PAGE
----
Carl Grubbs, who led ensemble for

Coltrane celebration concert last month,

plays at Free Fall/Baltimore event Oct. 14.

During each set Grubbs, the jazz studies instructor at St. Paul’s, would pause at some point to talk about Shaw, and how far he had come as a musician since Grubbs met him in Philadelphia many years ago when Shaw was a young teenager. Shaw in turn said what an honor it was to come to Baltimore and play with Grubbs, who in turn learned many basics of the music from Coltrane himself as a young player in Philadelphia.

Grubbs has a concert coming up this month at the FreeFall/Baltimore program Oct. 14 presented by Contemporary Arts Inc. and Enoch Pratt Library. The event, “An Evening of Artistic Excellence,” features Grubbs and other musicians, dancers and poets, from 7 to 9 pm at the Wheeler Auditorium at the library, 400 N. Cathedral Street in Baltimore. For more information go to www.contemporaryartsinc.com or  www.eventbrite.com.

InReview… The “Levin Brothers” CD

They were two brothers from the suburbs who traveled all over to play all kinds of music but never forgot their lifelong affection for jazz.

“We grew up in Brookline, Massachusetts, a suburb of Boston, where we were trained in Classical music from a young age,” says Tony Levin. “But we also loved the 1950’s recordings by jazz bassist Oscar Pettiford and jazz French horn player Julius Watkins; and those have remained influential, even as we went on to other playing. The catchy melodies, deep grooves, and tight solos made that music memorable, and it’s been percolating for years for us to do an album of our own in that style.”


The result is a very listenable “Levin Brothers” CD on the Lazy Bones Recordings label. Keyboardist Pete Levin, on organ and piano on the CD, has played over the years with Miles Davis, Gil Evans, Wayne Shorter and other notables in the jazz world while Tony Levin, on bass and cello on the CD, followed a more rock and pop oriented career with Peter Gabriel, King Crimson, Lou Reed, Pink Floyd and others—but also worked with Chris Botti, Chuck Mangione and Gary Burton. And the brothers toured together with Paul Simon.

Their expert musicianship, and that of the other players, Erik Lawrence, sax, David Spinozza, guitar, Jeff Siegel, drums and Steve Gadd, drums, shows up throughout their CD, so much so that the brief nature of some tunes make one wish for more extended solos and arrangements. The recording’s compositions are Tony Levin originals except for “Matte Kudasai,” a King Crimson tune.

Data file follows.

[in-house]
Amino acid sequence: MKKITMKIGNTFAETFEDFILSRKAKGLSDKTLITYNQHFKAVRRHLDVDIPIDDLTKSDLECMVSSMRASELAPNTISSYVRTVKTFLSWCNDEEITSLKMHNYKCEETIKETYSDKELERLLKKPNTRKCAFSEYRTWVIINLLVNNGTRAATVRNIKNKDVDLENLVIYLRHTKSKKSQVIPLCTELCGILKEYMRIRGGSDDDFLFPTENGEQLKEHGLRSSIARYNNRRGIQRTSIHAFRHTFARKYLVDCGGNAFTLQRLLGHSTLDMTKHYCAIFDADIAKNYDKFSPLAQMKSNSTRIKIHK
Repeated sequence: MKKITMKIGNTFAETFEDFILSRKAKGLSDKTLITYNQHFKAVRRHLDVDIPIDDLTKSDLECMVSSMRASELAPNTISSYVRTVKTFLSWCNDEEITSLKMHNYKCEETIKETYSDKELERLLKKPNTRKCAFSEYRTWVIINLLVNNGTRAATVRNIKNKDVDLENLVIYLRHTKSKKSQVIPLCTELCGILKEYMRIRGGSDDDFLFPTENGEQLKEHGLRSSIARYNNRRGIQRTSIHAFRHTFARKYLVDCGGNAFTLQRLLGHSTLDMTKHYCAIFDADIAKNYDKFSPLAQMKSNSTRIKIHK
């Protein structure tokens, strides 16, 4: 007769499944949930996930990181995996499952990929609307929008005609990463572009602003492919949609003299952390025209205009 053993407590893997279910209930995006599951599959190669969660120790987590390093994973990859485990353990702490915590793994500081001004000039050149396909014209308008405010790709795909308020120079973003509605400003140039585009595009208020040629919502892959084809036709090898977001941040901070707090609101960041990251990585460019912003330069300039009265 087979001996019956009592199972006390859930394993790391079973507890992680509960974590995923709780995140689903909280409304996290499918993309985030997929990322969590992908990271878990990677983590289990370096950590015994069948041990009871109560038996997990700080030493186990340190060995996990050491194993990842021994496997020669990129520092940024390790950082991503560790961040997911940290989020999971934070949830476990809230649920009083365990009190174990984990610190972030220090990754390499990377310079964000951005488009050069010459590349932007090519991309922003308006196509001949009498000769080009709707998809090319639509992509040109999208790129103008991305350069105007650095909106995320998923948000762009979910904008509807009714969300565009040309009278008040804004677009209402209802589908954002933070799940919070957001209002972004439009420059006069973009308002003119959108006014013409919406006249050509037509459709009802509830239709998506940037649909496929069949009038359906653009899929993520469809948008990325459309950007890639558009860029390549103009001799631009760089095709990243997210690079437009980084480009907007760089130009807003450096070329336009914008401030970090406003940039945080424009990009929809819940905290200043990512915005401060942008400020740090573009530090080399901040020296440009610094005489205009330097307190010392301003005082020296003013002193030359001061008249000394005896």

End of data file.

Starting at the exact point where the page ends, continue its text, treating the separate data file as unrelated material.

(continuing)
Highlights of the recording begin with “Mysterioso,” which alternates a bright, lilting, horn-led melody, with a more standard, straight ahead passage featuring Pete Levin’s piano stylings, and then back again. Lawrence displays an understated but vibrant touch on tenor sax and Spinozza accents deftly on guitar. “Cello in the Night” is a lovely work driven by Tony Levin’s work on cello, Pete’s charms on piano and Siegel’s cymbal chimings. “Havana” romps nicely behind Pete on organ, Spinozza’s guitar work and Siegel on drums.

Spinozza and Pete, on organ, turn “Special Delivery” into more than just a ditty with some inspired solos. “Matte Kudasai,” for its dramatic tension and orchestral lushness may be the high point, Spinozza, Siegel and Pete, now back on piano, all playing with lyrical charm and Tony underpinning it all with a bluesy bass line.

“Ostropolya,” another tune that starts off as just a fun melody, has Pete then rippling on piano and Tony following on bass, for straight ahead jamming. “I Remember” has a gentle warmth sparkled by Pete’s piano work, with the intuitive interplay between the brothers on piano and bass here and on “When Sasha Gets the Blues,” and “When Fishy Takes a Walk,” especially, shining as a hallmark of the CD all by itself.

See www.thelevinbrothers.com or www.lazybones.com for more information.


Photo by Leah Appel

Vocalist Lena Seikaly is to perform

Oct. 18 at Loew’s Madison Hotel